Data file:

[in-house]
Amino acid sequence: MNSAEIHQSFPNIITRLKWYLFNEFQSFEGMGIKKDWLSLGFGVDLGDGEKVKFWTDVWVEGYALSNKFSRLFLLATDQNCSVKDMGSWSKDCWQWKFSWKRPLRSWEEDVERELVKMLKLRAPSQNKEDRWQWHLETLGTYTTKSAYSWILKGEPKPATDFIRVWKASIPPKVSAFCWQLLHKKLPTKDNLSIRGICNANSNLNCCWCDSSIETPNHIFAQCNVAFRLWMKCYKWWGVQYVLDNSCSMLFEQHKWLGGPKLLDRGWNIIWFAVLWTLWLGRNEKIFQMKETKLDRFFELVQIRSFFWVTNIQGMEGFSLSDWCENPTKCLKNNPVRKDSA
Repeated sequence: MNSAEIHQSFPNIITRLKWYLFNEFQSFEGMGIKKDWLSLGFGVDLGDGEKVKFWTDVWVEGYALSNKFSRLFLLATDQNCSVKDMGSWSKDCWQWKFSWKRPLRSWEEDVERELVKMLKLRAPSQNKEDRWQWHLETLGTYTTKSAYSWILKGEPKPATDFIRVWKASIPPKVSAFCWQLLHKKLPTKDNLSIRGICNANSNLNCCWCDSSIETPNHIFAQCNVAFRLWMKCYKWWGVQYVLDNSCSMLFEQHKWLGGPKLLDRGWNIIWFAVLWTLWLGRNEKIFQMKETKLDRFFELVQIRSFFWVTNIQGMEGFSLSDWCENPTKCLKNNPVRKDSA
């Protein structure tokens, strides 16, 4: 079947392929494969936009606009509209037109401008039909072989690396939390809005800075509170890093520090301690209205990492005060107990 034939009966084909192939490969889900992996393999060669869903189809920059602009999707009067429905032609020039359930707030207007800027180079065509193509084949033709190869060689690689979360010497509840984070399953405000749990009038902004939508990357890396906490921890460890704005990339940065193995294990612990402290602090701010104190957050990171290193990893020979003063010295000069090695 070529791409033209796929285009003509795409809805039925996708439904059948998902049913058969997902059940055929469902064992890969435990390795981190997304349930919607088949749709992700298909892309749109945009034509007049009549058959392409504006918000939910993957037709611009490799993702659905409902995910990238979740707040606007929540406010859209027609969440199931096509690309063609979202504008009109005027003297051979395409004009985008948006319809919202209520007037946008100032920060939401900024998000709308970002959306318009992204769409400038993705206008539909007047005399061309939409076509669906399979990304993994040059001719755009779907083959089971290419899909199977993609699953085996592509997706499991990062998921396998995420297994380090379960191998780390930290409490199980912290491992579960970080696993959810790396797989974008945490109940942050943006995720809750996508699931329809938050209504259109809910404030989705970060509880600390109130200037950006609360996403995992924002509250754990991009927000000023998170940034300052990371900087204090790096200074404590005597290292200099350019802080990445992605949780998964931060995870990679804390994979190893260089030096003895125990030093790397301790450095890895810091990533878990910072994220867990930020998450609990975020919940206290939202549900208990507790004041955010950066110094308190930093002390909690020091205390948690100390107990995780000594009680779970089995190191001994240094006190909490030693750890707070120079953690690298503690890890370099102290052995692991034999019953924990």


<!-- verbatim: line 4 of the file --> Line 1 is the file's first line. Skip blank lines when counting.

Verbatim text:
């Protein structure tokens, strides 16, 4: 079947392929494969936009606009509209037109401008039909072989690396939390809005800075509170890093520090301690209205990492005060107990 034939009966084909192939490969889900992996393999060669869903189809920059602009999707009067429905032609020039359930707030207007800027180079065509193509084949033709190869060689690689979360010497509840984070399953405000749990009038902004939508990357890396906490921890460890704005990339940065193995294990612990402290602090701010104190957050990171290193990893020979003063010295000069090695 070529791409033209796929285009003509795409809805039925996708439904059948998902049913058969997902059940055929469902064992890969435990390795981190997304349930919607088949749709992700298909892309749109945009034509007049009549058959392409504006918000939910993957037709611009490799993702659905409902995910990238979740707040606007929540406010859209027609969440199931096509690309063609979202504008009109005027003297051979395409004009985008948006319809919202209520007037946008100032920060939401900024998000709308970002959306318009992204769409400038993705206008539909007047005399061309939409076509669906399979990304993994040059001719755009779907083959089971290419899909199977993609699953085996592509997706499991990062998921396998995420297994380090379960191998780390930290409490199980912290491992579960970080696993959810790396797989974008945490109940942050943006995720809750996508699931329809938050209504259109809910404030989705970060509880600390109130200037950006609360996403995992924002509250754990991009927000000023998170940034300052990371900087204090790096200074404590005597290292200099350019802080990445992605949780998964931060995870990679804390994979190893260089030096003895125990030093790397301790450095890895810091990533878990910072994220867990930020998450609990975020919940206290939202549900208990507790004041955010950066110094308190930093002390909690020091205390948690100390107990995780000594009680779970089995190191001994240094006190909490030693750890707070120079953690690298503690890890370099102290052995692991034999019953924990």